The very word “variant” implies a deviation or change from something else taken for a norm. […] So what is commonly done in practice? Some particular text is chosen – often at random – for the norm. Either we use a printed text such as the Textus Receptus, sometimes an edition by Tischendorf, Westcott-Hort, or Nestle; or, we may use the text of a particular MS whose textual affinities are already known, e. g., Vaticanus or Alexandrinus. It is against these norms that other Greek texts are usually compared. And it is this process of comparison which gives rise to a set of variant readings for the text under consideration (Colwell and Tune 1964, 253).
Provided that there is no doubt about the readings in the manuscripts, the collation of manuscripts is a purely mechanical process, consisting of merely identifying places where two or more texts do not match (Hockey 1980, 144-145).
Conosciuti nella loro individualità i testimoni, si procede oltre nella recensio con la collatio, cioè li si mette a confronto parola per parola per quanto riguarda il testo in esame. Si sceglie un punto di riferimento, testo di collazione, rispetto al quale misurare convergenze e divergenze (Stussi 1994, 123).
The first job of all editors is to gather relevant variant forms of the work to be edited and, by collation, establish the relationship they bear to one another. […]
Scholars engaged in critical editing must do character-for-character comparison of all versions that could conceivably have been authoritatively revised or corrected. Collation forms the groundwork needed to determine, first, what changes occurred during composition of the work or between the time the work left the author‘s hand and the time it last rolled off the press while the author was living and, second, to determine whether the author, or an editor or compositor, was responsible for those changes (Shillingsburg 1996, 134).
Collation. Character-by-character comparison of two or more texts. Traditionally, the process by which editors isolate patterns of error that indicate transcriptional descent, to determine whether one or more texts is a copy made from an earlier and thus more reliable copy. Some twentieth-century editors have used the term to describe the process of visual comparison by which transcriptions, galleys, etc. are checked for error. With modern technology, the “compare” function in word-processing software performs this function by comparing the machine-readable versions of galleys and page proofs against each other (Kline 1998, 270).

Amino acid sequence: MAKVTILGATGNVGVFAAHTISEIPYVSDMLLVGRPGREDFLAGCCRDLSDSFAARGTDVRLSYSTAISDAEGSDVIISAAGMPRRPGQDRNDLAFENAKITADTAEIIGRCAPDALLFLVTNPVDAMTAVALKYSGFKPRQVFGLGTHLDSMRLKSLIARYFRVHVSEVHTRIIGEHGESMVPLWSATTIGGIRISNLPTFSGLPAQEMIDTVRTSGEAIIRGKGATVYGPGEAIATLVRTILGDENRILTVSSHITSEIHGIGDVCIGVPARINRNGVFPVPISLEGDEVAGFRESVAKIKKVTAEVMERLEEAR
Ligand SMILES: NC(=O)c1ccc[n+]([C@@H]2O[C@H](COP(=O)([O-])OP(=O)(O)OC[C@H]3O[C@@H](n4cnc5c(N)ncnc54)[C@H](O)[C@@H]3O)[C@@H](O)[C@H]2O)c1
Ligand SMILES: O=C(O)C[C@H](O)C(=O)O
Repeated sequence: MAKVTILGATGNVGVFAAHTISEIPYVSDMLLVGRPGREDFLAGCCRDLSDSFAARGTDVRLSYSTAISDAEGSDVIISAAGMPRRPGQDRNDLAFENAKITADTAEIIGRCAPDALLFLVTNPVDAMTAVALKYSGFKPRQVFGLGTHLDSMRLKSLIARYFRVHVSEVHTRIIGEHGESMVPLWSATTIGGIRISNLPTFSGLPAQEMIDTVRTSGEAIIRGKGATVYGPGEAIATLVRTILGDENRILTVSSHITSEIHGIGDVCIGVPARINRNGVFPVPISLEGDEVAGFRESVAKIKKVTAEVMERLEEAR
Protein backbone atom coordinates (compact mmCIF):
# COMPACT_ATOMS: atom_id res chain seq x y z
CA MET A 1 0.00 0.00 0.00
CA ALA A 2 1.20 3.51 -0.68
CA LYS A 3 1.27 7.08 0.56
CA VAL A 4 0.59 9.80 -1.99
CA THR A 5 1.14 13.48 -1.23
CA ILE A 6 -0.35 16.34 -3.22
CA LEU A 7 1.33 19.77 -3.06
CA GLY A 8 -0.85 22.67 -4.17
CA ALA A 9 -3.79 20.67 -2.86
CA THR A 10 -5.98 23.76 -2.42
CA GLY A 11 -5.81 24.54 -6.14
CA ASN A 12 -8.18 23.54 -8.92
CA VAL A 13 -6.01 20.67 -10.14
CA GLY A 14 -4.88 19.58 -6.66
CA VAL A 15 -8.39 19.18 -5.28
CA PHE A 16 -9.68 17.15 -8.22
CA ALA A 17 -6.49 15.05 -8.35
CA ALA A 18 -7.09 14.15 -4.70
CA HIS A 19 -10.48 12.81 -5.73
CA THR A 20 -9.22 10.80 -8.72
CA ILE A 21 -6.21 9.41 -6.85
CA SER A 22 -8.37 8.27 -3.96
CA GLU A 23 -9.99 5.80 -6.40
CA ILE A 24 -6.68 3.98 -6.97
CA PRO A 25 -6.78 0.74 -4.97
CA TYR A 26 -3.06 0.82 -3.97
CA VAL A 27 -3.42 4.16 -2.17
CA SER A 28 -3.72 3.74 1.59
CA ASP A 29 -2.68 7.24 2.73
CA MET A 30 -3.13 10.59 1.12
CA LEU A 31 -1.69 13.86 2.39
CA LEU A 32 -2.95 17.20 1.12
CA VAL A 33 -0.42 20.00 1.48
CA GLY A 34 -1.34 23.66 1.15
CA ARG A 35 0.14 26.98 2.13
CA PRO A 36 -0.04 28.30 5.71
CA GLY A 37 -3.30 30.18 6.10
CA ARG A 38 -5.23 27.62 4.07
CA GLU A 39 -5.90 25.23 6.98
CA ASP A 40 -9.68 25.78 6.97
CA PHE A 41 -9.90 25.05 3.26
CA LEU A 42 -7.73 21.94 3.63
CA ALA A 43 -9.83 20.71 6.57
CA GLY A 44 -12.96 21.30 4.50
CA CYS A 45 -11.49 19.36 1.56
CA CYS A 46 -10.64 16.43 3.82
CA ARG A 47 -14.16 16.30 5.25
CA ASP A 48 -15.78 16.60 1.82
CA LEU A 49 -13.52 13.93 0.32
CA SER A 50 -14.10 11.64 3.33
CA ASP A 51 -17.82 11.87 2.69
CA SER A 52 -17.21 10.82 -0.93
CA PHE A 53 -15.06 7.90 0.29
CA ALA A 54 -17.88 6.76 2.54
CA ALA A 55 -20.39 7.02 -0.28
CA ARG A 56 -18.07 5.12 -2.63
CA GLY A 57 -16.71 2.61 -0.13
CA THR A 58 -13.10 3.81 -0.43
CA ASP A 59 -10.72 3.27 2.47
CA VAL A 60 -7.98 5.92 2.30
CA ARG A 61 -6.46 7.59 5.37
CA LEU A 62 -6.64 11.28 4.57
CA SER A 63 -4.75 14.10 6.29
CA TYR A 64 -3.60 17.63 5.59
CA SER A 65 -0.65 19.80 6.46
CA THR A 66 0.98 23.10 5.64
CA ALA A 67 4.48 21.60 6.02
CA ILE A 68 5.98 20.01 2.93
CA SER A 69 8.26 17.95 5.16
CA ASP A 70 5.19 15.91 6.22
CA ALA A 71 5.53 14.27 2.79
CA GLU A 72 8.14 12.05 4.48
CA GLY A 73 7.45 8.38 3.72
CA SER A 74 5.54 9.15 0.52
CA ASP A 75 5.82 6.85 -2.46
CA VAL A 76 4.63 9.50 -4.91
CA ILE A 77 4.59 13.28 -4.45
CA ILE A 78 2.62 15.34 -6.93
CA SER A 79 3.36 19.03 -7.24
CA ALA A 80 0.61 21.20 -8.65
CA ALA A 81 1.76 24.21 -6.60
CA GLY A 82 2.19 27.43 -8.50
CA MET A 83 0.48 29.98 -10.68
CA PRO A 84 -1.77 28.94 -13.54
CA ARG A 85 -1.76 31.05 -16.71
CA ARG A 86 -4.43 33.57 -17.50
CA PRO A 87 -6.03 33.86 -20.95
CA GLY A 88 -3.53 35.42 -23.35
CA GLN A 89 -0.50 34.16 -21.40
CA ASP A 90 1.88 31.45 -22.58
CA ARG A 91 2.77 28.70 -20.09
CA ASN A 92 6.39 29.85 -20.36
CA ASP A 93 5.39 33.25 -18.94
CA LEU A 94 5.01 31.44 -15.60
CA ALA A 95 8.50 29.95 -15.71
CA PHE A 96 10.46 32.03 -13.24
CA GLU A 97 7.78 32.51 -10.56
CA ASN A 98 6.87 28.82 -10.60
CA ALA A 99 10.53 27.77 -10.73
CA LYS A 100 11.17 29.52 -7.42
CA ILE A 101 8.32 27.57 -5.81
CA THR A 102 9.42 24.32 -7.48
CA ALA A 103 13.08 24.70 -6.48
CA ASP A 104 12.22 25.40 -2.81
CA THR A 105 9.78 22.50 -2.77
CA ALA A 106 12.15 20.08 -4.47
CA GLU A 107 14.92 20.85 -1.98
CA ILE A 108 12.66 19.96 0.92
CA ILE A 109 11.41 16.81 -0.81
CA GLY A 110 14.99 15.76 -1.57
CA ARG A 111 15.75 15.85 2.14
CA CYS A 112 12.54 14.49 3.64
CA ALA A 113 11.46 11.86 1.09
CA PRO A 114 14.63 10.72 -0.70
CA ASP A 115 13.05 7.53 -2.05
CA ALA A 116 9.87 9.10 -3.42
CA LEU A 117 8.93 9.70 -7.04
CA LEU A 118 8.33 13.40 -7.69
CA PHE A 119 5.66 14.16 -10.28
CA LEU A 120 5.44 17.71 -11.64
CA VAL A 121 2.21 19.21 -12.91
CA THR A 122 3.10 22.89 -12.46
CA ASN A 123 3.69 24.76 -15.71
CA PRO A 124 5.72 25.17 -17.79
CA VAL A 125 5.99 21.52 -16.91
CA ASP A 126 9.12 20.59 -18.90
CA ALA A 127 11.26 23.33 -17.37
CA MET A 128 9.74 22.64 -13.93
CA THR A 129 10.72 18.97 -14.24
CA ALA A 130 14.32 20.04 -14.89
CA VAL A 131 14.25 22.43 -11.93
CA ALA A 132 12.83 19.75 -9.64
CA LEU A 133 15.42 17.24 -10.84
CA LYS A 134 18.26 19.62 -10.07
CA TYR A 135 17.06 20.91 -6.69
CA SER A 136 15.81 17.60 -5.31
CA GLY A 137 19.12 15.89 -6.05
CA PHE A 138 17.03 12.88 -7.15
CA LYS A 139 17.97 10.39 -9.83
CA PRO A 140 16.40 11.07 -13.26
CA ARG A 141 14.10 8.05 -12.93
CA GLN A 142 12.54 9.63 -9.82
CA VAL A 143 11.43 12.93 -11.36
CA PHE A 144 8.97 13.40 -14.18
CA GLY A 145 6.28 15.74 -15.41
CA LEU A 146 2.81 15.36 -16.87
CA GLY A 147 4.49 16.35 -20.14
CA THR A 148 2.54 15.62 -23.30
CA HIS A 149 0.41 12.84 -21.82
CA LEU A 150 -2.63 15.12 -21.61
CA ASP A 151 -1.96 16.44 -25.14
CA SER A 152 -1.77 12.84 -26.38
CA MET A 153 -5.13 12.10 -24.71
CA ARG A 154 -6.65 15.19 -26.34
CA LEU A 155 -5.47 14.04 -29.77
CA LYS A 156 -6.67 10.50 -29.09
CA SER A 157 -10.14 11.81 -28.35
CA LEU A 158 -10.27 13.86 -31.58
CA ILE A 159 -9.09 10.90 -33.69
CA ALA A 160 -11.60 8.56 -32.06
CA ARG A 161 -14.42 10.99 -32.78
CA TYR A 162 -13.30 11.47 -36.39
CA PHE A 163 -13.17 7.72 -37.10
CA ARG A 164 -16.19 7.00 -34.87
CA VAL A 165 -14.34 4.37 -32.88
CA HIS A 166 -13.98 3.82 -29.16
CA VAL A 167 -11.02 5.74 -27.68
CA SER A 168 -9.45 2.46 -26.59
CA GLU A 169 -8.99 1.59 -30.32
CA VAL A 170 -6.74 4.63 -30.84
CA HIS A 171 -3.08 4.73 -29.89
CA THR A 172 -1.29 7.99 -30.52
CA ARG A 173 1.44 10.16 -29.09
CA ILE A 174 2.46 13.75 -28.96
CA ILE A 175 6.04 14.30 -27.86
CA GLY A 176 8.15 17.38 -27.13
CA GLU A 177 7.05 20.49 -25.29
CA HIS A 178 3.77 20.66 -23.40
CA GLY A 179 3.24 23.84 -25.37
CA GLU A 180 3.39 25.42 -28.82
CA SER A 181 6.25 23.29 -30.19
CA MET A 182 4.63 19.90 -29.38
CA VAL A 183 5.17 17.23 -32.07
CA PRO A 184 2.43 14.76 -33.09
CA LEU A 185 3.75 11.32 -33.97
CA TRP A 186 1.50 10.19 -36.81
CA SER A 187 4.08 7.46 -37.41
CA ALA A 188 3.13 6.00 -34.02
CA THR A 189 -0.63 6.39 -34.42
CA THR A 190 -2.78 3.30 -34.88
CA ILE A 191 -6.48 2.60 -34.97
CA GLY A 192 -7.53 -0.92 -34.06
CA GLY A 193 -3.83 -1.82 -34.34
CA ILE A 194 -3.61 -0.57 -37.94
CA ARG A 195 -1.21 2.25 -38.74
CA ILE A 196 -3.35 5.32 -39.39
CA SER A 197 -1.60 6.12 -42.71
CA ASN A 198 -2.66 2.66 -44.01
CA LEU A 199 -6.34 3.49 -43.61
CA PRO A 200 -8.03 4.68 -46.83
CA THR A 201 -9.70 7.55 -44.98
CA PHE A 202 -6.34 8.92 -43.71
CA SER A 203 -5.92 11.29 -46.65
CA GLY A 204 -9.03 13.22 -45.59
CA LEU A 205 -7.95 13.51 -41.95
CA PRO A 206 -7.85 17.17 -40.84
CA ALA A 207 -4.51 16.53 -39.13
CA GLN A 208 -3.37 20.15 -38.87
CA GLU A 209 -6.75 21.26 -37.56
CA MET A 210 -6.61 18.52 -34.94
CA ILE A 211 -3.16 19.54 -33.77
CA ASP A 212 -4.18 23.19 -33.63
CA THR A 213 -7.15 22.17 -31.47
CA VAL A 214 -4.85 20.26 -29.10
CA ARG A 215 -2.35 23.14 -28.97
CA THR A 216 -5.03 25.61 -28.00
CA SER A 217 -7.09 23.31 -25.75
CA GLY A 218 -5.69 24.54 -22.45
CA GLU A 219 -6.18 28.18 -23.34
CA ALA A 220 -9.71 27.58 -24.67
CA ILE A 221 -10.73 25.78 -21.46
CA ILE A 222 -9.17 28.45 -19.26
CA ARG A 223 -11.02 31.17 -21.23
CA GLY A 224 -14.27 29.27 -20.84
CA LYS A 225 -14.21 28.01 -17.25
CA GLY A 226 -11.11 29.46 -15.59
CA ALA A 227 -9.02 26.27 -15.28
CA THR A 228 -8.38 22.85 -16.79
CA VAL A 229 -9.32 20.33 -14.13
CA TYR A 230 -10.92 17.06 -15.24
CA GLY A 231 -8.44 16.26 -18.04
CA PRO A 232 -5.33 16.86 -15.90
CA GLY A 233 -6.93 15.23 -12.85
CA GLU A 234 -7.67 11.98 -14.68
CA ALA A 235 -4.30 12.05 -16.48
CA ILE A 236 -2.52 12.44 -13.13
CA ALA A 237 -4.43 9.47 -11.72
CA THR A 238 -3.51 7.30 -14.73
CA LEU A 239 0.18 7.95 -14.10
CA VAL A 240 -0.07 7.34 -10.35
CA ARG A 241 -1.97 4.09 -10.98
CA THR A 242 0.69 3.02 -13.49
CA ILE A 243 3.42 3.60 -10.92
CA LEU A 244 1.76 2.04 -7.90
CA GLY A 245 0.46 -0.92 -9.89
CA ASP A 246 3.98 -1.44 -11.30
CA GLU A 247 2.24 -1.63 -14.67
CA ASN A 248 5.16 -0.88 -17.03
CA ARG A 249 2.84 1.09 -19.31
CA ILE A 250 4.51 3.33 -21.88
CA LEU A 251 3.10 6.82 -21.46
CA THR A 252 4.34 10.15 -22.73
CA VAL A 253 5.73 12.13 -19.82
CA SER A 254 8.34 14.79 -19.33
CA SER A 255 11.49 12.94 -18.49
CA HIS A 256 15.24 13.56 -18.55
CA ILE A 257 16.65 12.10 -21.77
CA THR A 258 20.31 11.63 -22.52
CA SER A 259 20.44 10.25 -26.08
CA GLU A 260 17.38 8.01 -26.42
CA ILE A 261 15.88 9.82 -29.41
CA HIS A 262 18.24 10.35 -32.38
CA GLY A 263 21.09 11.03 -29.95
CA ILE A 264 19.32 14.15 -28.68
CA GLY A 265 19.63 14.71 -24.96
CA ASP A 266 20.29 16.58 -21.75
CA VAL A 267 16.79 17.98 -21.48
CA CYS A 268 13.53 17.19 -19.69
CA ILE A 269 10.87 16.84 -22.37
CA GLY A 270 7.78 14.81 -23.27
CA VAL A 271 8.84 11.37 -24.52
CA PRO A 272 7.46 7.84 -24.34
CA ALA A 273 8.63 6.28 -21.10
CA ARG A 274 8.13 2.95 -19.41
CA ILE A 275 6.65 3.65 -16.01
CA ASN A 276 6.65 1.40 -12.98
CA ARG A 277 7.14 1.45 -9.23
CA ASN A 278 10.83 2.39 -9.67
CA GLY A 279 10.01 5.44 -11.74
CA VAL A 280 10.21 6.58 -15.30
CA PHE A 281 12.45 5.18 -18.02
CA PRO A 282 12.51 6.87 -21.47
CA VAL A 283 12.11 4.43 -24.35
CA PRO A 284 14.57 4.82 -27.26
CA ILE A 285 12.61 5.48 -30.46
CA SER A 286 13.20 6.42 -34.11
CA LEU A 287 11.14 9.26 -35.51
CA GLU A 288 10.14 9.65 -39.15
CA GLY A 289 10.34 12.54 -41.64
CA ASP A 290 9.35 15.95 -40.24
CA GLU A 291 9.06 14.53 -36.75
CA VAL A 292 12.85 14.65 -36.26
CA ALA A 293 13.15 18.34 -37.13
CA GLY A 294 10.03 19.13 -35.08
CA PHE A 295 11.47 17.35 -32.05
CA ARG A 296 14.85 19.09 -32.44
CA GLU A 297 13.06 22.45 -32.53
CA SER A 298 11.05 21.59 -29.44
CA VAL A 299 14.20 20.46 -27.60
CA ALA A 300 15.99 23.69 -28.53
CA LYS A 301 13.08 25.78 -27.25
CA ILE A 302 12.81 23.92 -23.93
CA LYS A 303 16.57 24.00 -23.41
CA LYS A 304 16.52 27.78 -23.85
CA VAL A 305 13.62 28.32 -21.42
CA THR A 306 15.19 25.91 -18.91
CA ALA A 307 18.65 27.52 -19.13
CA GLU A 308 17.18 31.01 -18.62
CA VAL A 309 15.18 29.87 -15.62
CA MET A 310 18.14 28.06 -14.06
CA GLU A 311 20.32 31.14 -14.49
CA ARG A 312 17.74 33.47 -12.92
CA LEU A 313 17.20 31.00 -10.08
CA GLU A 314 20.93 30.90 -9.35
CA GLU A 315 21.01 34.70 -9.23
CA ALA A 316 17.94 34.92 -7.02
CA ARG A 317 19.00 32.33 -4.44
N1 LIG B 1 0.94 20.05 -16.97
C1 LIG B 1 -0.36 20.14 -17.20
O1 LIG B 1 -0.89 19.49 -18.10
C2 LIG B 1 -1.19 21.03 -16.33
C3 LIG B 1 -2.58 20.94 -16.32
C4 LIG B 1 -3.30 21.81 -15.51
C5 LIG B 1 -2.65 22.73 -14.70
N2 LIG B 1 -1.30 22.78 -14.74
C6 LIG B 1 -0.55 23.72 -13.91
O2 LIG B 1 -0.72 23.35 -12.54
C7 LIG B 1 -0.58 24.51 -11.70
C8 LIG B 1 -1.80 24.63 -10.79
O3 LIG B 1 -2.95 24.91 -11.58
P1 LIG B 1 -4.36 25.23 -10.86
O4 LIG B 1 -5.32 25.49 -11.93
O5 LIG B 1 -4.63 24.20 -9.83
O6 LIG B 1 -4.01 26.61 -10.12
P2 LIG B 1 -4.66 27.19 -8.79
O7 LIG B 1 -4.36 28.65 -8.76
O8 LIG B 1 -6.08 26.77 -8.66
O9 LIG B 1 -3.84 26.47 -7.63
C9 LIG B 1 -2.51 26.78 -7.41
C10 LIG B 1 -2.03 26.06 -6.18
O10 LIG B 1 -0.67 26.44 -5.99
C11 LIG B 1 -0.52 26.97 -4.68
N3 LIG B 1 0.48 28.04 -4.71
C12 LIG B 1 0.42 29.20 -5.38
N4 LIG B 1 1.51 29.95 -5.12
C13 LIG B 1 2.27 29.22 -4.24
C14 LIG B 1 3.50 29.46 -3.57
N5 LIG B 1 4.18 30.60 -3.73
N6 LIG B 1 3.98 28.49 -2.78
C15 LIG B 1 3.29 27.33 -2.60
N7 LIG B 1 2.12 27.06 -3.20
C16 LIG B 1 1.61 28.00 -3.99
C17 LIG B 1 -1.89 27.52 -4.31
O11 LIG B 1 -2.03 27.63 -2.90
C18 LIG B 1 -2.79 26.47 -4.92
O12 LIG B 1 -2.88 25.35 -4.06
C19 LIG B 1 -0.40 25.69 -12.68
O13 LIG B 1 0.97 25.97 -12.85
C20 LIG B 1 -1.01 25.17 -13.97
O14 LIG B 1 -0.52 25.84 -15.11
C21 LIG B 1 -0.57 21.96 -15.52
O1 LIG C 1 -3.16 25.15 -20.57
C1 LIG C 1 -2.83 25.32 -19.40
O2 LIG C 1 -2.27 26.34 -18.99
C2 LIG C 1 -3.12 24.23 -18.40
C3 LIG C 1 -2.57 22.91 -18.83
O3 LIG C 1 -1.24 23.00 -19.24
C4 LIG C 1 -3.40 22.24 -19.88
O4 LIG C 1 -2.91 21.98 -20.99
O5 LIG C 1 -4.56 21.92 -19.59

Collation : Comparaison d’un texte avec un ou plusieurs autres témoins du même texte. Le mot vient du Latin conferre qui signifie poser côte à côte, comparer. – Collation des variantes, collation des témoins : Repérage des leçons variantes en chaque lieu variant des différents témoins du texte. – Collationner : Effectuer la comparaison d’un témoin d’un texte avec un autre (Vielliard 2001, 210).
La seconda operazione che porta all’edizione critica, successiva alla ricognizione dei testimoni, è la loro collazione. Essa consiste nel confronto (così etimologicamente: collatio, dal latino confero) di ciascun testimone con gli altri, al fine di rilevarne le differenze (Chiesa 2002, 48).
collation: Comparison. A collation is either the record of the substantive and accidental differences between two or more texts or the act of comparing two or more texts for the purpose of documenting their differences (MLA 2011).
The editor has normally studied all the extant manuscript and printed material that witnesses the passage of the work through time and has compared at least the early ones word-for-word and comma-for-comma. This usually computer- and machine-assisted process is called “collation” and it forms the basis of an extended report in the edition, usually called the Historical Collation. For practicality, it is often restricted to variant wordings (“substantives”), leaving the now-orphaned commas and other “accidentals” to look after themselves (Eggert 2013, 103).
For the Alexandrians, the gathering of different copies was because they were different, and could therefore be used to prepare lists of variant readings, in a process called collation (from “placing/laying side by side”) for comparison. Such collation, now often done by computer, though requiring some human input and control, is still done today (Greetham 2013, 21).
[In digital philology] transcription refers to the process of replicating the content of a manuscript text into a computer file for later manipulation and display. […] Collation is the process of reconciling these transcribed texts, finding the correspondences and variations beween them (Andrews 2014, 176).